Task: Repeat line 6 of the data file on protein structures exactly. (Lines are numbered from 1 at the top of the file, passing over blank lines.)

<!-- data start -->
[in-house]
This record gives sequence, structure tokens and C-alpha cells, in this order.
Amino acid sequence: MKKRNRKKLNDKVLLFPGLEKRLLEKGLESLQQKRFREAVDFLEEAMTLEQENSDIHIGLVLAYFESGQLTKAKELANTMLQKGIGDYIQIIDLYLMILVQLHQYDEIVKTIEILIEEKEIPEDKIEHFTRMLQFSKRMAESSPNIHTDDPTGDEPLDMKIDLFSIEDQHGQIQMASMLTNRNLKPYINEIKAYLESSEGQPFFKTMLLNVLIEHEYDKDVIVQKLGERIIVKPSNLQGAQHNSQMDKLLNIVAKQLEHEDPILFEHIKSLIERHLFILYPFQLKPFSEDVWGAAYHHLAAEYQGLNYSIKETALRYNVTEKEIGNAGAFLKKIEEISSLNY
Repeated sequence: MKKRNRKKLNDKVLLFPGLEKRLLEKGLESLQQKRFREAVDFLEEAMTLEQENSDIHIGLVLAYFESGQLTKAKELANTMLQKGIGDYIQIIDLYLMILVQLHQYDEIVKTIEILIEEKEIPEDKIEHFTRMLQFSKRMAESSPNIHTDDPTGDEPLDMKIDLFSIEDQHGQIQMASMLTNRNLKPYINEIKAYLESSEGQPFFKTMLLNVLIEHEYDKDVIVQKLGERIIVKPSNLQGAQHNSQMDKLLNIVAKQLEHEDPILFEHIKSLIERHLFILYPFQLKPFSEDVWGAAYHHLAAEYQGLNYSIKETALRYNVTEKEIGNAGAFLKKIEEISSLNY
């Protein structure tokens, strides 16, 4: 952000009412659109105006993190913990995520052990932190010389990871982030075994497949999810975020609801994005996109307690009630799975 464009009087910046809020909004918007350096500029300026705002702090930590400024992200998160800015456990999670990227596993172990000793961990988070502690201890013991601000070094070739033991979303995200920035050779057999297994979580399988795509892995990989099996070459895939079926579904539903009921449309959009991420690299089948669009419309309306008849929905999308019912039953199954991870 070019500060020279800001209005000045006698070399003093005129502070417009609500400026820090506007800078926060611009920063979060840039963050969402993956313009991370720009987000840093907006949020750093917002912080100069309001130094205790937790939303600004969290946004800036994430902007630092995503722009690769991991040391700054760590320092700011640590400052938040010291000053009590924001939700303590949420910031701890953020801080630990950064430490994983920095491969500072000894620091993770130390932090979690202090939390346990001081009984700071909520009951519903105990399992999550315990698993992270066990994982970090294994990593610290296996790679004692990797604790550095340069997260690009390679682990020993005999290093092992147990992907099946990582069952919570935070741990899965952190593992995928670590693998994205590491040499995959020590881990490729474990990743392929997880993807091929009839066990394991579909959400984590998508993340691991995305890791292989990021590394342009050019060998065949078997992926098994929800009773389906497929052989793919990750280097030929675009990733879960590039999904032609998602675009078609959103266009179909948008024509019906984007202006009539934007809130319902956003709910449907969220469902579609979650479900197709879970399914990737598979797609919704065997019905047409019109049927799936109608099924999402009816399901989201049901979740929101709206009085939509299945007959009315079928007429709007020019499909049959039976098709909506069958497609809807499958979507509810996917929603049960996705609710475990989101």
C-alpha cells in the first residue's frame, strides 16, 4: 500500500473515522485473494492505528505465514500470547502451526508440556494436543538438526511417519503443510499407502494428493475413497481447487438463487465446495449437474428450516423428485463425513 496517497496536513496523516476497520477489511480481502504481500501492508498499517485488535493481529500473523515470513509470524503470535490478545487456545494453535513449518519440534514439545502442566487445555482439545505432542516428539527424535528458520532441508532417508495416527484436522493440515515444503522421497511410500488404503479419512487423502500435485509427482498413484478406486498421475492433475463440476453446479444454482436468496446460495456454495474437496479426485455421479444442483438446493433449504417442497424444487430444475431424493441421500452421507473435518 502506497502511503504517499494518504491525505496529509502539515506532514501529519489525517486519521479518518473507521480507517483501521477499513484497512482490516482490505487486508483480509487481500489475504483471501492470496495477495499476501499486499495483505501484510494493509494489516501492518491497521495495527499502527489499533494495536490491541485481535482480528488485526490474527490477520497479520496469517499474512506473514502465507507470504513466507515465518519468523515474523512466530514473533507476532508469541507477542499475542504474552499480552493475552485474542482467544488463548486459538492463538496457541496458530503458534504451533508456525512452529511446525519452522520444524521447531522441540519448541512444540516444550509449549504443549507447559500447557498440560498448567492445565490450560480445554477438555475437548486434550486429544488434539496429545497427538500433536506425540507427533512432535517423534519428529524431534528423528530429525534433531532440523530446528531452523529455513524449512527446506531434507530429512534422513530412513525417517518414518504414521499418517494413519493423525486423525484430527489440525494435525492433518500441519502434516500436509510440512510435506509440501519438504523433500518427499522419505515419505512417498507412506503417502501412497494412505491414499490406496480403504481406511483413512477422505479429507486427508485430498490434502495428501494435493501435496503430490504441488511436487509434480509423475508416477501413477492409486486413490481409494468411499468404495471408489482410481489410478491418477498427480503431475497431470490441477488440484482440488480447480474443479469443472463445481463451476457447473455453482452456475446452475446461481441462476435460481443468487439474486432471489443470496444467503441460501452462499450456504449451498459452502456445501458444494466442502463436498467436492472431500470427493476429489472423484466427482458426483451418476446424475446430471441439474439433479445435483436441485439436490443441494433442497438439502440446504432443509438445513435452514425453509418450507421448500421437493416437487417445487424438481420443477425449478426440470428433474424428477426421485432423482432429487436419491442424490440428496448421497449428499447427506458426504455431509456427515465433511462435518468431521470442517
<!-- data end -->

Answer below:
C-alpha cells in the first residue's frame, strides 16, 4: 500500500473515522485473494492505528505465514500470547502451526508440556494436543538438526511417519503443510499407502494428493475413497481447487438463487465446495449437474428450516423428485463425513 496517497496536513496523516476497520477489511480481502504481500501492508498499517485488535493481529500473523515470513509470524503470535490478545487456545494453535513449518519440534514439545502442566487445555482439545505432542516428539527424535528458520532441508532417508495416527484436522493440515515444503522421497511410500488404503479419512487423502500435485509427482498413484478406486498421475492433475463440476453446479444454482436468496446460495456454495474437496479426485455421479444442483438446493433449504417442497424444487430444475431424493441421500452421507473435518 502506497502511503504517499494518504491525505496529509502539515506532514501529519489525517486519521479518518473507521480507517483501521477499513484497512482490516482490505487486508483480509487481500489475504483471501492470496495477495499476501499486499495483505501484510494493509494489516501492518491497521495495527499502527489499533494495536490491541485481535482480528488485526490474527490477520497479520496469517499474512506473514502465507507470504513466507515465518519468523515474523512466530514473533507476532508469541507477542499475542504474552499480552493475552485474542482467544488463548486459538492463538496457541496458530503458534504451533508456525512452529511446525519452522520444524521447531522441540519448541512444540516444550509449549504443549507447559500447557498440560498448567492445565490450560480445554477438555475437548486434550486429544488434539496429545497427538500433536506425540507427533512432535517423534519428529524431534528423528530429525534433531532440523530446528531452523529455513524449512527446506531434507530429512534422513530412513525417517518414518504414521499418517494413519493423525486423525484430527489440525494435525492433518500441519502434516500436509510440512510435506509440501519438504523433500518427499522419505515419505512417498507412506503417502501412497494412505491414499490406496480403504481406511483413512477422505479429507486427508485430498490434502495428501494435493501435496503430490504441488511436487509434480509423475508416477501413477492409486486413490481409494468411499468404495471408489482410481489410478491418477498427480503431475497431470490441477488440484482440488480447480474443479469443472463445481463451476457447473455453482452456475446452475446461481441462476435460481443468487439474486432471489443470496444467503441460501452462499450456504449451498459452502456445501458444494466442502463436498467436492472431500470427493476429489472423484466427482458426483451418476446424475446430471441439474439433479445435483436441485439436490443441494433442497438439502440446504432443509438445513435452514425453509418450507421448500421437493416437487417445487424438481420443477425449478426440470428433474424428477426421485432423482432429487436419491442424490440428496448421497449428499447427506458426504455431509456427515465433511462435518468431521470442517